In fact there’s a place just a few blocks from me where I can get an authentic Chicago-style hot dog. I could really go for one of those right now.

Would someone please pass the ketchup?  

Source: Yarn

Always Something There To Remind Me.

I took a lot of books to the used bookstore, most of which I’d read, but it’s still always difficult for me to let any book go. There are some I’ll always treasure, and I’ve passed on a few when I know they’ll be appreciated. A friend of mine is a big Walt Kelly fan and, as much as I enjoyed a Pogo collection I had, I gave it to him without any regret because I knew he’d enjoy it even more.

The used bookstore is a little more of a crapshoot, though. I never know what they’ll take and what they’ll reject. It’s great when they take a book. I get a little money and, hopefully, it’ll find its way into the hands of someone who will enjoy it, maybe even treasure it. If they reject a book, though, I don’t know what to do with it. There are two big bins in front of the used bookstore where people drop their rejects, and I often see people going through those, looking for the wheat in the chaff. And since one person’s reject is another’s treasure it’s possible some of those will find someone who needs them. I saw a guy pull out a Windows 95 manual and carry it away so you never know what someone will consider useful.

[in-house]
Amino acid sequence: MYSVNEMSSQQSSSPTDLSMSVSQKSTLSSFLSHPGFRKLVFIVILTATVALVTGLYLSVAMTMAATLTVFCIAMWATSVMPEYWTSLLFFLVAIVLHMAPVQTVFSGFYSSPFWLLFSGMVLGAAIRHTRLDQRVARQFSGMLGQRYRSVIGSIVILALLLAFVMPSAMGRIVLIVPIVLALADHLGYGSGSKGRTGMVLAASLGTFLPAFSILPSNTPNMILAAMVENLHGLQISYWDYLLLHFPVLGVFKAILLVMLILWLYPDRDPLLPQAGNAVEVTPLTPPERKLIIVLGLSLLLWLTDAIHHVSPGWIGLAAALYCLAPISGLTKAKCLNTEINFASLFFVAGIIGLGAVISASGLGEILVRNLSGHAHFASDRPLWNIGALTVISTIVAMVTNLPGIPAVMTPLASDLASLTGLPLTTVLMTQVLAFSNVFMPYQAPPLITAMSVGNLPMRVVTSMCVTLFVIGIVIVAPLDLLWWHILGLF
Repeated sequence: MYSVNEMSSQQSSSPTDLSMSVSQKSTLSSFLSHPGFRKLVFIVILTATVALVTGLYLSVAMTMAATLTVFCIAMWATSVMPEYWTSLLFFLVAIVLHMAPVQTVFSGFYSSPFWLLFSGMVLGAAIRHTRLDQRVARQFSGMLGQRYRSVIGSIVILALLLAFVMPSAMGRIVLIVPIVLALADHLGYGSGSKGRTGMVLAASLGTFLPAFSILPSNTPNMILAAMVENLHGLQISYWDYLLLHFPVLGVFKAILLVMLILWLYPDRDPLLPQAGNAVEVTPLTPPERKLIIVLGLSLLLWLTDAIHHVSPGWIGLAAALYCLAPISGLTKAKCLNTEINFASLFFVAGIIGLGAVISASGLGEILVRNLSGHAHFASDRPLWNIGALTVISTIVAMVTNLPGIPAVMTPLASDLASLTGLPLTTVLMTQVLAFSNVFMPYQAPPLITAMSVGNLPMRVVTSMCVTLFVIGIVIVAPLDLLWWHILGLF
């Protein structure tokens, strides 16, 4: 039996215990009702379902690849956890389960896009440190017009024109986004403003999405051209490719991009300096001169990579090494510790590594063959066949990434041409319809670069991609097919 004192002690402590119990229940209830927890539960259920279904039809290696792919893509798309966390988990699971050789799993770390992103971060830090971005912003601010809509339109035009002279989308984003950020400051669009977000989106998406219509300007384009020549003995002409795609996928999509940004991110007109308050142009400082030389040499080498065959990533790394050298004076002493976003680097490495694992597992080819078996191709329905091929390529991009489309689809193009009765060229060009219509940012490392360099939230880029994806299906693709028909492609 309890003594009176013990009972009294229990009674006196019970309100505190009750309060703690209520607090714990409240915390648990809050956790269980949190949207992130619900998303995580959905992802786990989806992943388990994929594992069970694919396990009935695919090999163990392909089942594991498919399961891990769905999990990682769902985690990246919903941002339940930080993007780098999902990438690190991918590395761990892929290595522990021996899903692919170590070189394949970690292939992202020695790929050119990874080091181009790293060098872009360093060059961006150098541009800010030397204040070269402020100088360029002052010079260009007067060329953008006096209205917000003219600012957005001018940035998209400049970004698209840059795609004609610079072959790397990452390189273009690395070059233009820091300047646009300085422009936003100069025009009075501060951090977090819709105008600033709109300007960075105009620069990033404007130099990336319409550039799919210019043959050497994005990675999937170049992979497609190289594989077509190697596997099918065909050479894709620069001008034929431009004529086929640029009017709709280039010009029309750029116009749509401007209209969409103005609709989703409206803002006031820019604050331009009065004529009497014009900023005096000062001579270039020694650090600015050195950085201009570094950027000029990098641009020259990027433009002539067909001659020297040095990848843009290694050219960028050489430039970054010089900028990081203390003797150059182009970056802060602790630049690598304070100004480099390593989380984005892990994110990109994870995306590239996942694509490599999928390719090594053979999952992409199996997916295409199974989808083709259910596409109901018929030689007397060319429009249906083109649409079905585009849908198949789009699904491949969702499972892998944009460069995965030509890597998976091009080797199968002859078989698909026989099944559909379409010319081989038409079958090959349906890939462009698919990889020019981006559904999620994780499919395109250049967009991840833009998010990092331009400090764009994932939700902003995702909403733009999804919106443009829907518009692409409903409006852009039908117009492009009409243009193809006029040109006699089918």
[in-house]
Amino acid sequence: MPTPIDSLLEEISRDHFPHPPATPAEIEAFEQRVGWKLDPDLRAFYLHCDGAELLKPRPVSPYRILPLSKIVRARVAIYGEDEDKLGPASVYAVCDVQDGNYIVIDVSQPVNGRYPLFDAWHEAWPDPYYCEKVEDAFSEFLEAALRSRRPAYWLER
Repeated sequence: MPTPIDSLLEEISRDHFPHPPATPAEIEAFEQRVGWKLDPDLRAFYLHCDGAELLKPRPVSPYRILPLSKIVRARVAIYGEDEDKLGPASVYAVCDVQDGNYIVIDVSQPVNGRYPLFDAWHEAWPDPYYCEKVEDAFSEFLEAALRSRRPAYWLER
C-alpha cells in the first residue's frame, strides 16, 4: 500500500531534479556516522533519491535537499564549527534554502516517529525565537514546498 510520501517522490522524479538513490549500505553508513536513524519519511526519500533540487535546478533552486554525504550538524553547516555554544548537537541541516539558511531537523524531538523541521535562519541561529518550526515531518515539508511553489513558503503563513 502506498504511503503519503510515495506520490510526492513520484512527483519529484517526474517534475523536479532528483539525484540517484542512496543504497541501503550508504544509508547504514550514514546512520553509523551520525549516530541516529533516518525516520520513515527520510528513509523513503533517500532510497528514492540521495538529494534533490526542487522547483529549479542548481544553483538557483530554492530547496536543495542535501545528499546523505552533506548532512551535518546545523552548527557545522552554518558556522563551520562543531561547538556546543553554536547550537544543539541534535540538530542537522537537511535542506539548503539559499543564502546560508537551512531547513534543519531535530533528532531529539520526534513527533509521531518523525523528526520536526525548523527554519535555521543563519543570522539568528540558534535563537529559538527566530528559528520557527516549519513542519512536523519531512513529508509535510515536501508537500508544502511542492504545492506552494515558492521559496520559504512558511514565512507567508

I still have so many books I could part with, including more than a shelf of anthologies from college, which I’ve mostly held onto for sentimental reasons. Anthologies are great introductions to a wide range of authors but every time I look at them I think they’re for readers, not writers. Anthologies are like greatest hits collections, which are fine, but for aspiring writers the real lessons are in the deep cuts. It’s the forgotten or neglected works that can reveal an author working out the ideas that would eventually crystallize into what they’re known for, or that show their mistakes. The best lesson of all is that no one’s perfect all the time. It may even be possible that, doing a deep dive, you find something better than the anthologized work—after all, anthologists make mistakes too, and many anthologized works are pulled from previous anthologies.

That was a bit of a tangent but I also think used bookstores are the ideal place to find those neglected, forgotten works. After all they have a lot of stuff, and a lot of very specific categories.